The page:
Hackers are using dodgy subtitles to worm their way in to computers

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In the wake of recent ransomware attacks, people are finally starting to wise up about computer security – at least a little. But what happens when a malicious attack comes from an unlikely source?

That’s exactly what’s happening right now, as hackers are exploiting simple subtitle files to find their way into your home computers. Yes, the little timed text files that give you the English translations on your favourite pirated anime series could be infecting your PC with malware.

Says Checkpoint Software Technologies, a security vendor, in a blog post:

Our research reveals a new possible attack vector, using a completely overlooked technique in which the cyberattack is delivered when movie subtitles are loaded by the user’s media player. These subtitles repositories are, in practice, treated as a trusted source by the user or media player; our research also reveals that those repositories can be manipulated and be made to award the attacker’s malicious subtitles a high score, which results in those specific subtitles being served to the user. This method requires little or no deliberate action on the part of the user, making it all the more dangerous.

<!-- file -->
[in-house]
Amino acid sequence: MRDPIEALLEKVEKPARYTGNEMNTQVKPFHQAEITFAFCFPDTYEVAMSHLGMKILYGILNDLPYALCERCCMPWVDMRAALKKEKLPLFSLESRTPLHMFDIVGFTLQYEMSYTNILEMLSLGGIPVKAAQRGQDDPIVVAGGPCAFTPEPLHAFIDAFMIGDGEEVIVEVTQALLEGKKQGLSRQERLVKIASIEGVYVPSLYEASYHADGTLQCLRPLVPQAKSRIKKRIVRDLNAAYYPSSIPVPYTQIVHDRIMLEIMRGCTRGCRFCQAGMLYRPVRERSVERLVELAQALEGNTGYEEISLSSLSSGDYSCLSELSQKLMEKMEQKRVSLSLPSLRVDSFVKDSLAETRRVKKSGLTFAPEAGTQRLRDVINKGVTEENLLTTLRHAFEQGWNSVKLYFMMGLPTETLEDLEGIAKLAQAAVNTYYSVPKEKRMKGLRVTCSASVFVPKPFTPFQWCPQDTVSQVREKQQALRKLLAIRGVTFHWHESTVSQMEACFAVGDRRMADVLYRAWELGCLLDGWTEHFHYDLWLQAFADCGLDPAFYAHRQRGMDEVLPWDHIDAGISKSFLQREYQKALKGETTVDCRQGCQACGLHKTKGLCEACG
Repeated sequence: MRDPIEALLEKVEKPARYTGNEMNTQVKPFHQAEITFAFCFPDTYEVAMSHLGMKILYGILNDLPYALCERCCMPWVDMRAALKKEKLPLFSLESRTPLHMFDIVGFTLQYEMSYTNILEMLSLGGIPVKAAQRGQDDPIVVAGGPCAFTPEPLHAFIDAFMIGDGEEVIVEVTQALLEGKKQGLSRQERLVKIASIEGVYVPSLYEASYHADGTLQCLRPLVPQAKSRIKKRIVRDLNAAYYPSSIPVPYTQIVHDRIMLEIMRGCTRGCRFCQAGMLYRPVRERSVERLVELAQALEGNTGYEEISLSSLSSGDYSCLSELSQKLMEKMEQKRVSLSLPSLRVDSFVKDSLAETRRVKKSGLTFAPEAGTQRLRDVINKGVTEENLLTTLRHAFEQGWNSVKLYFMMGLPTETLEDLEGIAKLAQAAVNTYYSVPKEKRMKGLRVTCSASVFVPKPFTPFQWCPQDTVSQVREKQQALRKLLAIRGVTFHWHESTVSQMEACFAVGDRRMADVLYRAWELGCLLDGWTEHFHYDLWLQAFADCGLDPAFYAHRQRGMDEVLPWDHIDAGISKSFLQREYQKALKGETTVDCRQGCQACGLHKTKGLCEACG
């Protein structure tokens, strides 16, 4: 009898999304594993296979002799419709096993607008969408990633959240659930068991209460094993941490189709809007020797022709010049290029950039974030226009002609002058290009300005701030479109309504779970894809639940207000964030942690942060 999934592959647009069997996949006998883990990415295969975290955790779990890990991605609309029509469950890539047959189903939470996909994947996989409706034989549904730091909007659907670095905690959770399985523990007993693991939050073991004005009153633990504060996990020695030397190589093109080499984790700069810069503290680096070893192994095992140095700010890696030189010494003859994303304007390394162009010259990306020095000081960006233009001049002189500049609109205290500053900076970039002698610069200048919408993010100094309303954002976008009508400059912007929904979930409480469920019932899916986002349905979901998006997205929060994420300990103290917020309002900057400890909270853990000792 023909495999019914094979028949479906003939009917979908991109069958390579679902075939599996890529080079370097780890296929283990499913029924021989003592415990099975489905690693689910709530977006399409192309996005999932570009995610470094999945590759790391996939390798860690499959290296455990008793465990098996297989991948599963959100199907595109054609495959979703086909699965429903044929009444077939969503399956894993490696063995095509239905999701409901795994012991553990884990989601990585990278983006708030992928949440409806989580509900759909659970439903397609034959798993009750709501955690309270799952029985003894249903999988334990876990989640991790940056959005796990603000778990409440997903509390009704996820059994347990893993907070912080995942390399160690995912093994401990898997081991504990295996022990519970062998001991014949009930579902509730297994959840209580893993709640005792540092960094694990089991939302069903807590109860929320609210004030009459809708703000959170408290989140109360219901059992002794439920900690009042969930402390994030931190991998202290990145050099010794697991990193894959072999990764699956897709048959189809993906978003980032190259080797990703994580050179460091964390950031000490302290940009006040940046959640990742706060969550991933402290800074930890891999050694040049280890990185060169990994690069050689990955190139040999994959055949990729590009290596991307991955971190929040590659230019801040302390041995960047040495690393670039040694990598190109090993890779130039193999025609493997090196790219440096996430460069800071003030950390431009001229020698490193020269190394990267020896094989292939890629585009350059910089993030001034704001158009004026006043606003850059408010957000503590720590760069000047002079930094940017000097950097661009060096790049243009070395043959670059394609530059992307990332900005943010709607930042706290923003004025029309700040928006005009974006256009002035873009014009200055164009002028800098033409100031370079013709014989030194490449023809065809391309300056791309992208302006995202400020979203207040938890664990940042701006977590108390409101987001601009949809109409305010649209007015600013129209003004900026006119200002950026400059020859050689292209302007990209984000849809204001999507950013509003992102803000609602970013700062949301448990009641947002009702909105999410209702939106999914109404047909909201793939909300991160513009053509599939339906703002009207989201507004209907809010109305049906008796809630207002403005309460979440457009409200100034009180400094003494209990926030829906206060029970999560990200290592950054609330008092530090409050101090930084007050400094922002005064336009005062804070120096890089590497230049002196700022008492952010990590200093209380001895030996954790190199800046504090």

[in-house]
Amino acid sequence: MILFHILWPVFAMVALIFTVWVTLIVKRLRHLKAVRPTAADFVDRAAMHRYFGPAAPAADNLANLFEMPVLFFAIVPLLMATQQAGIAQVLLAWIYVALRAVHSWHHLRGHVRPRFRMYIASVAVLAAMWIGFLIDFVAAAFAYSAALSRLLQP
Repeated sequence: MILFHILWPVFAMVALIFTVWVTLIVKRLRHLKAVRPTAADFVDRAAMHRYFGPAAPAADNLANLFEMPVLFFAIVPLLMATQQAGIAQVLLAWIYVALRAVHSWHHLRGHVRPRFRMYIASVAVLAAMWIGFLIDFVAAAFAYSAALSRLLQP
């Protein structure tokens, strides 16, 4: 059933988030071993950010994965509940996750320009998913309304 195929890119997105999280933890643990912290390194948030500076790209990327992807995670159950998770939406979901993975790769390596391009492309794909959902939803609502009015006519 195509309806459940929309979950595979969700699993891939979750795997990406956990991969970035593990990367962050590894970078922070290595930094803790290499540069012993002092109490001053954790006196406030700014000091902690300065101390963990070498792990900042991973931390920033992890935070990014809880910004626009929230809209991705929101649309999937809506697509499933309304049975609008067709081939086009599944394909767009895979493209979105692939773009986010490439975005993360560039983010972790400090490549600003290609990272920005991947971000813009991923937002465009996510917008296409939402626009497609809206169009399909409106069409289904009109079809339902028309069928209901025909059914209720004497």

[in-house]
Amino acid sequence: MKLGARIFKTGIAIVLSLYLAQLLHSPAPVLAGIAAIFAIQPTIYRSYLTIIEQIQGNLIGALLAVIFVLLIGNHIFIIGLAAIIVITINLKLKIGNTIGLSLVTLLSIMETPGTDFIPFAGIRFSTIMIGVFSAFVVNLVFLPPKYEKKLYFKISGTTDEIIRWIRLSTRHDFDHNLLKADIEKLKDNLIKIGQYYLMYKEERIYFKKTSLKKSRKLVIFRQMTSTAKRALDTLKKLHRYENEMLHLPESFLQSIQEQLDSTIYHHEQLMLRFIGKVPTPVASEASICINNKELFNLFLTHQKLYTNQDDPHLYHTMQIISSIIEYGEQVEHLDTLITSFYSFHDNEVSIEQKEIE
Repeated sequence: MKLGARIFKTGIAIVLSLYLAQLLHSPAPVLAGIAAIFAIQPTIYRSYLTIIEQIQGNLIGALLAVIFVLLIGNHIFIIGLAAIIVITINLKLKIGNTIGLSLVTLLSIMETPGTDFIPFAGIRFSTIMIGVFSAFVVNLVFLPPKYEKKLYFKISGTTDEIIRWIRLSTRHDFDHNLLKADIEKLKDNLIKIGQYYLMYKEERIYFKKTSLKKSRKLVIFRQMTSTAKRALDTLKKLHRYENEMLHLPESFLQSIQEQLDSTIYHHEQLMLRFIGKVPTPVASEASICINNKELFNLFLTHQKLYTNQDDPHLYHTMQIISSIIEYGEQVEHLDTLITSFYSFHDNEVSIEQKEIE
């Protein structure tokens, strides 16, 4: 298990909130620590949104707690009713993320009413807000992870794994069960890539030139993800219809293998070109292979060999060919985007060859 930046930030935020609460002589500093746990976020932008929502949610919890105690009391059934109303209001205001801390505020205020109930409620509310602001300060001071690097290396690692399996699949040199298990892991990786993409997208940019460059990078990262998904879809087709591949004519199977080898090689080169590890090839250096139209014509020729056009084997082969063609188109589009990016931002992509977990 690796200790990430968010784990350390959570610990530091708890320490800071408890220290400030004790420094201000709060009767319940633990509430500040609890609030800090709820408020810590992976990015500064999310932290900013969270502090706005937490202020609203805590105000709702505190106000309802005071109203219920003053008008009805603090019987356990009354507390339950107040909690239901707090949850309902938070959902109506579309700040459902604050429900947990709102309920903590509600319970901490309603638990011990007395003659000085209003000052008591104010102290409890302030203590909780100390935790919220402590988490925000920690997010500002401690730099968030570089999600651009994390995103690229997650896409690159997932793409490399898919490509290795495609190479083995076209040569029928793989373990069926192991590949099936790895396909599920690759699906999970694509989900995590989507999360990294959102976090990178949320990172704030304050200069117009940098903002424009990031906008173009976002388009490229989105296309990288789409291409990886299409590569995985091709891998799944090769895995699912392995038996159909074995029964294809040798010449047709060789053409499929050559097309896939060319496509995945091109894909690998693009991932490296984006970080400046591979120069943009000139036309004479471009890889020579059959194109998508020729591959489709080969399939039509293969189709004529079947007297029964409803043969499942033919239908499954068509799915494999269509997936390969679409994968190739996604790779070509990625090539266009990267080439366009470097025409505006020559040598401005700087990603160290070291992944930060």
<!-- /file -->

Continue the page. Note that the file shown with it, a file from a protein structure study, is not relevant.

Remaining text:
Unlike traditional attack vectors, which security firms and users are widely aware of, movie subtitles are perceived as nothing more than benign text files.

Hacked

How the attack works is that it exploits how subtitles are run, opening a TinyVNC connection, giving attackers full access to your system. Here’s a video showing how it works:

Affected players include some of the most popular media centre and streaming software, including Kodi, VLC and PopcornTime. If you happen to run any of those, it’s probably best that you update your software.

Here are links (via Checkpoint) to do just that:

Last Updated: May 25, 2017

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